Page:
We had a blast at the 2013 Susan G. Komen Race for the Cure, on Sunday, Oct. 6, a Autzen Stadium in Eugene.
Cathy’s Crickets walked the race in honor of Lane Blood nurse Cathy Emerson, who passed away from cancer several years ago. The Bloodmobile was on site from 8:30 a.m. to 11:30 a.m., and race participants, supporters and volunteers stopped by to donate. It takes a lot to beat cancer, and donated blood is an important tool in many cancer patients’ fight.
Check out our Facebook photo album from the event.
How Cancer Patients Use Blood
According to the American Cancer Society, blood product transfusions are used to replace important components of the blood when there are not enough in the body, either because they have been lost through bleeding or are not being made. There are many possible reasons people might need blood product transfusions, such as major bleeding (due to trauma or surgery) or diseases and treatments that slow production of blood cells.
People with cancer might need blood transfusions because of the cancer itself. For example:
- Some cancers (especially digestive system cancers) can cause internal bleeding, which can lead to anemia (too few red blood cells).
- Cancers that start in the bone marrow (such as leukemias) or cancers that spread there from other places may crowd out the normal blood-making cells, leading to low blood counts.
- People who have had cancer for some time may develop what is known as anemia of . This anemia results from certain long-term medical conditions that affect the production and lifespan of red blood cells.
- Cancer can also lower blood counts in other ways by affecting organs such as the kidneys and spleen, which are involved in keeping enough cells in the blood.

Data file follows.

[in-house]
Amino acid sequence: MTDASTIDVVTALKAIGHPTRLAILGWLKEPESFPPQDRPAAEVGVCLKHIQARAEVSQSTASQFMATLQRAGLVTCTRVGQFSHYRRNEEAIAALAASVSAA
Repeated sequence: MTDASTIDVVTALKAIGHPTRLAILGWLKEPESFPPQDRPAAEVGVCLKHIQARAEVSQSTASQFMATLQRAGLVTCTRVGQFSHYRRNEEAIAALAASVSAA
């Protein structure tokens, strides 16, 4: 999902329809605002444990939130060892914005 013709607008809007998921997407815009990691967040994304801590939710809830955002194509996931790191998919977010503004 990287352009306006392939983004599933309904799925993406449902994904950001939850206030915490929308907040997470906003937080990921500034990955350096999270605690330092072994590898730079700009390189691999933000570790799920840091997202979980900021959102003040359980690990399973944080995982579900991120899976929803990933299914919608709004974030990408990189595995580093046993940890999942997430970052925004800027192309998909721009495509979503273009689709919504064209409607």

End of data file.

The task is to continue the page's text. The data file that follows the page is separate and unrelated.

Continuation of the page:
Cancer treatments may also lead to the need for blood transfusions:
- Surgery to treat cancer is often a major operation, and blood loss may lead to a need for red blood cell or platelet transfusions.
- Most chemotherapy drugs affect cells in the bone marrow. This commonly leads to low levels of white blood cells and platelets, which can sometimes put a person at risk for life-threatening infections or bleeding.
- When radiation is used to treat a large area of the bones, it can affect the bone marrow and lead to low blood cell counts.
- Bone marrow transplant (BMT) or peripheral blood stem cell transplant (PBSCT) patients get large doses of chemotherapy and/or radiation therapy. This destroys the blood-making cells in the bone marrow. These patients often have very low blood cell counts after the procedure and may need transfusions
One Patient’s Story
Nancy Trautman knows the value of donated blood firsthand. During treatment for separate diagnoses of ovarian and breast cancer, Nancy relied on blood transfusions for the strength to keep on fighting. Nancy was be featured in “Faces of Breast Cancer,” a story that aired on KMTR the evening before the race. She appears at the 23:30 mark. Watch it here.
So join us Sunday and help us give people like Nancy a second chance at life.